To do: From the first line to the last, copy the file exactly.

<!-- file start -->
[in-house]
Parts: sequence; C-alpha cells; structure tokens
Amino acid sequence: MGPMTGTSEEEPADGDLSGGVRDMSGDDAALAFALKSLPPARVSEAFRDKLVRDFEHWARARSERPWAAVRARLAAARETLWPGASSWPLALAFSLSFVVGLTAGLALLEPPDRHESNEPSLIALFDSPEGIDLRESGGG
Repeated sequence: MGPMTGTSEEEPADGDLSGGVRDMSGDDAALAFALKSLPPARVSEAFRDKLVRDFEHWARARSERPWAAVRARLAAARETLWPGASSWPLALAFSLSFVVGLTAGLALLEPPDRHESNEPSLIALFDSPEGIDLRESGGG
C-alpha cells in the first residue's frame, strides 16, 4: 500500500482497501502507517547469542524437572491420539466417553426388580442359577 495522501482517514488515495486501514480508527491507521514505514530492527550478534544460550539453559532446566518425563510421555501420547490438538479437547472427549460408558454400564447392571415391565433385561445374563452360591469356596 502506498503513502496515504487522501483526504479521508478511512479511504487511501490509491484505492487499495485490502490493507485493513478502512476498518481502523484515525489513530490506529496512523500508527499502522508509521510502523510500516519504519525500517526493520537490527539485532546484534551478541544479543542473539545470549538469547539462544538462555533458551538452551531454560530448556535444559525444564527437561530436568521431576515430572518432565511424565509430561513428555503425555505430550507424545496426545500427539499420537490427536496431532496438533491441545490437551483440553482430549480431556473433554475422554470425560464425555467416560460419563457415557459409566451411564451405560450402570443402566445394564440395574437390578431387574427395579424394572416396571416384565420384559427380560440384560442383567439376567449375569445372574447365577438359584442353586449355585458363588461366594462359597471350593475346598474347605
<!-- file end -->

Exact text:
[in-house]
Parts: sequence; C-alpha cells; structure tokens
Amino acid sequence: MGPMTGTSEEEPADGDLSGGVRDMSGDDAALAFALKSLPPARVSEAFRDKLVRDFEHWARARSERPWAAVRARLAAARETLWPGASSWPLALAFSLSFVVGLTAGLALLEPPDRHESNEPSLIALFDSPEGIDLRESGGG
Repeated sequence: MGPMTGTSEEEPADGDLSGGVRDMSGDDAALAFALKSLPPARVSEAFRDKLVRDFEHWARARSERPWAAVRARLAAARETLWPGASSWPLALAFSLSFVVGLTAGLALLEPPDRHESNEPSLIALFDSPEGIDLRESGGG
C-alpha cells in the first residue's frame, strides 16, 4: 500500500482497501502507517547469542524437572491420539466417553426388580442359577 495522501482517514488515495486501514480508527491507521514505514530492527550478534544460550539453559532446566518425563510421555501420547490438538479437547472427549460408558454400564447392571415391565433385561445374563452360591469356596 502506498503513502496515504487522501483526504479521508478511512479511504487511501490509491484505492487499495485490502490493507485493513478502512476498518481502523484515525489513530490506529496512523500508527499502522508509521510502523510500516519504519525500517526493520537490527539485532546484534551478541544479543542473539545470549538469547539462544538462555533458551538452551531454560530448556535444559525444564527437561530436568521431576515430572518432565511424565509430561513428555503425555505430550507424545496426545500427539499420537490427536496431532496438533491441545490437551483440553482430549480431556473433554475422554470425560464425555467416560460419563457415557459409566451411564451405560450402570443402566445394564440395574437390578431387574427395579424394572416396571416384565420384559427380560440384560442383567439376567449375569445372574447365577438359584442353586449355585458363588461366594462359597471350593475346598474347605